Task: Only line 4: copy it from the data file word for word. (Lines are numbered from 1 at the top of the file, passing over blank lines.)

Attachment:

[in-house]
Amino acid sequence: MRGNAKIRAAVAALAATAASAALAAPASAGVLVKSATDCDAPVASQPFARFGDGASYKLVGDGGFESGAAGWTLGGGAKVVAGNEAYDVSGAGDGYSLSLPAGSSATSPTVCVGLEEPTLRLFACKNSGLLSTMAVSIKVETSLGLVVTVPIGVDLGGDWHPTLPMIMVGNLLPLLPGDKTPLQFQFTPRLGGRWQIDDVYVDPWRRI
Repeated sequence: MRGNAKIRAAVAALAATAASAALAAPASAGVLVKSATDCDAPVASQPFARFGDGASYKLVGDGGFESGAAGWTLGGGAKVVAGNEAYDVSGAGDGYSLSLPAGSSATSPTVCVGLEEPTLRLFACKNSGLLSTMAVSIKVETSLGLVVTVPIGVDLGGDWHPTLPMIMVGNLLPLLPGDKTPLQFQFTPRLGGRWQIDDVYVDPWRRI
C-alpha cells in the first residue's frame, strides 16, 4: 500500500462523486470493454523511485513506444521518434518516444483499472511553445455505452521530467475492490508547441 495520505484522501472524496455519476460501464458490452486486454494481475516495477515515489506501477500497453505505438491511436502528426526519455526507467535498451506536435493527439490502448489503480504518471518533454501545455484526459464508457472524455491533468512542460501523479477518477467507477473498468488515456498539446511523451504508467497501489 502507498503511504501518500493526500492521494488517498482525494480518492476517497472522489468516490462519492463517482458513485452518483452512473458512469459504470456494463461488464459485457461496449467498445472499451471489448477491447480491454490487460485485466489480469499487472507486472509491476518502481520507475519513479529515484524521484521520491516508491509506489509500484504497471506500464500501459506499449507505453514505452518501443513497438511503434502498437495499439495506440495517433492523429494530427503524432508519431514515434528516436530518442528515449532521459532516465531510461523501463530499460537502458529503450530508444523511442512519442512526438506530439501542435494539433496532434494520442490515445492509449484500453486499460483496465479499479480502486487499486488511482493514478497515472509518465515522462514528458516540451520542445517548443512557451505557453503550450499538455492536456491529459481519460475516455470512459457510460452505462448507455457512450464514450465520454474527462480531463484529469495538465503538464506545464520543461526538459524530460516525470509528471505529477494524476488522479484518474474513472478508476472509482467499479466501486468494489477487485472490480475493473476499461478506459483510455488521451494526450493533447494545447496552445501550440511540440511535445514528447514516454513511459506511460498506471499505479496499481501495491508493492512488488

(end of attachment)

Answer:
C-alpha cells in the first residue's frame, strides 16, 4: 500500500462523486470493454523511485513506444521518434518516444483499472511553445455505452521530467475492490508547441 495520505484522501472524496455519476460501464458490452486486454494481475516495477515515489506501477500497453505505438491511436502528426526519455526507467535498451506536435493527439490502448489503480504518471518533454501545455484526459464508457472524455491533468512542460501523479477518477467507477473498468488515456498539446511523451504508467497501489 502507498503511504501518500493526500492521494488517498482525494480518492476517497472522489468516490462519492463517482458513485452518483452512473458512469459504470456494463461488464459485457461496449467498445472499451471489448477491447480491454490487460485485466489480469499487472507486472509491476518502481520507475519513479529515484524521484521520491516508491509506489509500484504497471506500464500501459506499449507505453514505452518501443513497438511503434502498437495499439495506440495517433492523429494530427503524432508519431514515434528516436530518442528515449532521459532516465531510461523501463530499460537502458529503450530508444523511442512519442512526438506530439501542435494539433496532434494520442490515445492509449484500453486499460483496465479499479480502486487499486488511482493514478497515472509518465515522462514528458516540451520542445517548443512557451505557453503550450499538455492536456491529459481519460475516455470512459457510460452505462448507455457512450464514450465520454474527462480531463484529469495538465503538464506545464520543461526538459524530460516525470509528471505529477494524476488522479484518474474513472478508476472509482467499479466501486468494489477487485472490480475493473476499461478506459483510455488521451494526450493533447494545447496552445501550440511540440511535445514528447514516454513511459506511460498506471499505479496499481501495491508493492512488488